“Our Lady then put a dying man, Comte de la Ferronays, in the path of Bussiere. They met at a dinner party in Rome. Baron Bussiere discussed Ratisbonne with the Comte, who promised to pray the Memorare for him at the Church of St. Mary Major. The Comte de la Ferronays went to the Church, and prayed twenty Memorares for the conversion of the angry Jew. After having prayed, he returned home, and died the same day” (Lord, 58-59).
Ratisbonne wanted to leave. He went to Baron Bussiere’s home to thank him for his courtesy, which was his custom, and to return the medal to him. Bussiere, not wanting to lose Alphonse, asked him to accompany him to the Church of St. Andrea’s, where Bussiere was to make funeral arrangements for Comte de la Ferronays. The fact that the Comte had prayed for Ratisbonne made him feel obligated to join his friend (Lord, 59).
While Baron Bussiere made arrangements in the sacristy, Ratisbonne wandered about inside the church. He had a feeling he should leave. As he turned towards the front door, a huge black dog blocked his way. The animal was vicious, baring his fangs. Ratisbonne was frozen in his tracks. He couldn’t move. Suddenly the dog disappeared. Directly in his path, at a side chapel, a brilliant light glowed. Ratisbonne looked up to see Mary standing there, above the altar, in the pose of the Miraculous Medal, which he still wore around his neck. He looked up at her. Her face was peaceful, but her eyes bore deep into his soul. He could not stand the brilliance of the light. He had to look away from her enchanting face, her captivating eyes. He looked at her hands, which, according to his own words, “expressed all the secrets of the Divine Pity”. She never said a word, but he “understood all” (Lord, 59).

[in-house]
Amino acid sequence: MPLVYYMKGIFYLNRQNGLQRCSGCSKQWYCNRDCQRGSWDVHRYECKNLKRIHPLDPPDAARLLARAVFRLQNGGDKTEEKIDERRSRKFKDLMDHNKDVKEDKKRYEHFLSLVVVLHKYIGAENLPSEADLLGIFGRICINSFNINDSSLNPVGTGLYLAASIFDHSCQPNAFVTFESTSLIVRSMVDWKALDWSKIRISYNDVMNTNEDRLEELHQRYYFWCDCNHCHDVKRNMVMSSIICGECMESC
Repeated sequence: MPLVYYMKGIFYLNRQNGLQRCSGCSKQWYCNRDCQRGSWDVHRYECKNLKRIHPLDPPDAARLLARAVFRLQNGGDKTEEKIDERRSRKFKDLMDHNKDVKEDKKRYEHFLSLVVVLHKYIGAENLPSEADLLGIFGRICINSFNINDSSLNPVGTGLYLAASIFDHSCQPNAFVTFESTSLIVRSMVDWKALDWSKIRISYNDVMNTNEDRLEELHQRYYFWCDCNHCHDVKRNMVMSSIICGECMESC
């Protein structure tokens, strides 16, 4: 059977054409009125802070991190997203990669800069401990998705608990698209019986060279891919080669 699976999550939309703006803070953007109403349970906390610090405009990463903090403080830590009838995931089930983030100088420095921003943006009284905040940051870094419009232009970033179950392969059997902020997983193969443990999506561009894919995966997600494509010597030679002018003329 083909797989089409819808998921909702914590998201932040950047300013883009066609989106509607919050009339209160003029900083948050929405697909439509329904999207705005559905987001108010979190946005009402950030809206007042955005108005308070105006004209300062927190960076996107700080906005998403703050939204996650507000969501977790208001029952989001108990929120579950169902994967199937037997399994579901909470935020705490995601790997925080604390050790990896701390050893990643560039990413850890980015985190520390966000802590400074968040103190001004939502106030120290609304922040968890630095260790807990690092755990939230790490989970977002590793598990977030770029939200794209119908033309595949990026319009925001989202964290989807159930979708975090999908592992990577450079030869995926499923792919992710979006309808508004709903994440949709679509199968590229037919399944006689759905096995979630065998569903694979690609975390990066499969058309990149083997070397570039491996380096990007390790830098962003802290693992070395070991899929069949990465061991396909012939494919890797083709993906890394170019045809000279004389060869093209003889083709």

The vision lasted but a few minutes; the effects a lifetime. When his friend emerged from the sacristy, he found Ratisbonne on his knees, sobbing. He insisted on being baptized immediately. The story spread all over Rome. In a matter of months, Alphonse Ratisbonne was baptized, received First Holy Communion, and was Confirmed. He went on to become a priest, taking the name Marie Alphonse Ratisbonne. He joined his brother (George) in Jerusalem to form the Daughters of Zion, whose ministry was to evangelize among the Jews” (Lord, 59).
75 years later, a young Franciscan seminarian named Br. Maximilian Kolbe heard this story about Alphonse Ratisbonne and it inspired him to promote the wearing of the Miraculous Medal for the conversion of souls and as a sign of total consecration to Mary. He formed the “Militia Immaculata” “to win all souls for Christ under the patronage of Mary Immaculate” (Kalvelage, Marian Shrines of Italy. 6). In 1917, Fr. Kolbe celebrated his first Mass after ordination at "The Altar of the Apparition" at St. Andrea Delle Frate in Rome where Alphonse Ratisbonne had seen Our Lady and converted.